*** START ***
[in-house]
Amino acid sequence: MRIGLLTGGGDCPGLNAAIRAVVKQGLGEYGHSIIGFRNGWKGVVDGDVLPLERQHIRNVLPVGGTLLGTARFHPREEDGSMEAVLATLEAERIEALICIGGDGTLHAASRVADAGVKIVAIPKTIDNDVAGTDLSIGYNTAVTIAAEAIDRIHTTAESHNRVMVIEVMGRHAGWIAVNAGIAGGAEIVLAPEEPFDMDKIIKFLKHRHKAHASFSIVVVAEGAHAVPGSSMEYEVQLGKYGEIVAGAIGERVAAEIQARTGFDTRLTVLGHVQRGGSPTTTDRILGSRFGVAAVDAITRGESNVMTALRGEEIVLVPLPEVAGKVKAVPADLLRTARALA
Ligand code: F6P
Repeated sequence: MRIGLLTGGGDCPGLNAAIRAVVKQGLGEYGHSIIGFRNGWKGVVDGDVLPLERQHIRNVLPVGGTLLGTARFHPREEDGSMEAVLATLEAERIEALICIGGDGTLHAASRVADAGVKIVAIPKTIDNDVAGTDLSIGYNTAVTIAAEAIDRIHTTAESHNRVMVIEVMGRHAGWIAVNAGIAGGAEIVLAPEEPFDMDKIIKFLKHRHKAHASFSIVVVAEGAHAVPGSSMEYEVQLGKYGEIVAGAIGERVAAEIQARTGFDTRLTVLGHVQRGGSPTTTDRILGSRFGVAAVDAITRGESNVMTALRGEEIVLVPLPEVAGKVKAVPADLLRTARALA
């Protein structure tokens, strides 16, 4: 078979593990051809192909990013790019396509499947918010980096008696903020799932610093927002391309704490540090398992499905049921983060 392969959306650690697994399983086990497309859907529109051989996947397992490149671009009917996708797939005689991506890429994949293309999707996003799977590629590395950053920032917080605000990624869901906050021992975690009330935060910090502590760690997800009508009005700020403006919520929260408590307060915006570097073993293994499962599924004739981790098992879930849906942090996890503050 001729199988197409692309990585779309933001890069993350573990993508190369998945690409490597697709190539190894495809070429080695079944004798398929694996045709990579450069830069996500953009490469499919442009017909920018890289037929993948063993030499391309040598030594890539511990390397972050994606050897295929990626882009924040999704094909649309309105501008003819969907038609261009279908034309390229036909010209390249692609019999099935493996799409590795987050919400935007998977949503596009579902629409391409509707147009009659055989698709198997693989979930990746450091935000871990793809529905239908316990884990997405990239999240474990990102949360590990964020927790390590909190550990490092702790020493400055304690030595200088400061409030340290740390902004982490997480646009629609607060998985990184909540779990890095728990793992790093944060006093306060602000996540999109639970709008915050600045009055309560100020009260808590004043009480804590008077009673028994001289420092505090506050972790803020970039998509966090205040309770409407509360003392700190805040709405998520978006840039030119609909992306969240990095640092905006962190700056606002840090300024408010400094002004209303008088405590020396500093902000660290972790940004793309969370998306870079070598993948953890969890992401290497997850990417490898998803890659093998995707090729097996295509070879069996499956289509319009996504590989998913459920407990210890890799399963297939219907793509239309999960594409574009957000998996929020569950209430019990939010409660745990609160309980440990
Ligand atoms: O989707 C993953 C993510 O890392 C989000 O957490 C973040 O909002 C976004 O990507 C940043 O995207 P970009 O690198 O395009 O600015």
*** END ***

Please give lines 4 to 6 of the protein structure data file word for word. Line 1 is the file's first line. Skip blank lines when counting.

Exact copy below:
Repeated sequence: MRIGLLTGGGDCPGLNAAIRAVVKQGLGEYGHSIIGFRNGWKGVVDGDVLPLERQHIRNVLPVGGTLLGTARFHPREEDGSMEAVLATLEAERIEALICIGGDGTLHAASRVADAGVKIVAIPKTIDNDVAGTDLSIGYNTAVTIAAEAIDRIHTTAESHNRVMVIEVMGRHAGWIAVNAGIAGGAEIVLAPEEPFDMDKIIKFLKHRHKAHASFSIVVVAEGAHAVPGSSMEYEVQLGKYGEIVAGAIGERVAAEIQARTGFDTRLTVLGHVQRGGSPTTTDRILGSRFGVAAVDAITRGESNVMTALRGEEIVLVPLPEVAGKVKAVPADLLRTARALA
């Protein structure tokens, strides 16, 4: 078979593990051809192909990013790019396509499947918010980096008696903020799932610093927002391309704490540090398992499905049921983060 392969959306650690697994399983086990497309859907529109051989996947397992490149671009009917996708797939005689991506890429994949293309999707996003799977590629590395950053920032917080605000990624869901906050021992975690009330935060910090502590760690997800009508009005700020403006919520929260408590307060915006570097073993293994499962599924004739981790098992879930849906942090996890503050 001729199988197409692309990585779309933001890069993350573990993508190369998945690409490597697709190539190894495809070429080695079944004798398929694996045709990579450069830069996500953009490469499919442009017909920018890289037929993948063993030499391309040598030594890539511990390397972050994606050897295929990626882009924040999704094909649309309105501008003819969907038609261009279908034309390229036909010209390249692609019999099935493996799409590795987050919400935007998977949503596009579902629409391409509707147009009659055989698709198997693989979930990746450091935000871990793809529905239908316990884990997405990239999240474990990102949360590990964020927790390590909190550990490092702790020493400055304690030595200088400061409030340290740390902004982490997480646009629609607060998985990184909540779990890095728990793992790093944060006093306060602000996540999109639970709008915050600045009055309560100020009260808590004043009480804590008077009673028994001289420092505090506050972790803020970039998509966090205040309770409407509360003392700190805040709405998520978006840039030119609909992306969240990095640092905006962190700056606002840090300024408010400094002004209303008088405590020396500093902000660290972790940004793309969370998306870079070598993948953890969890992401290497997850990417490898998803890659093998995707090729097996295509070879069996499956289509319009996504590989998913459920407990210890890799399963297939219907793509239309999960594409574009957000998996929020569950209430019990939010409660745990609160309980440990
Ligand atoms: O989707 C993953 C993510 O890392 C989000 O957490 C973040 O909002 C976004 O990507 C940043 O995207 P970009 O690198 O395009 O600015």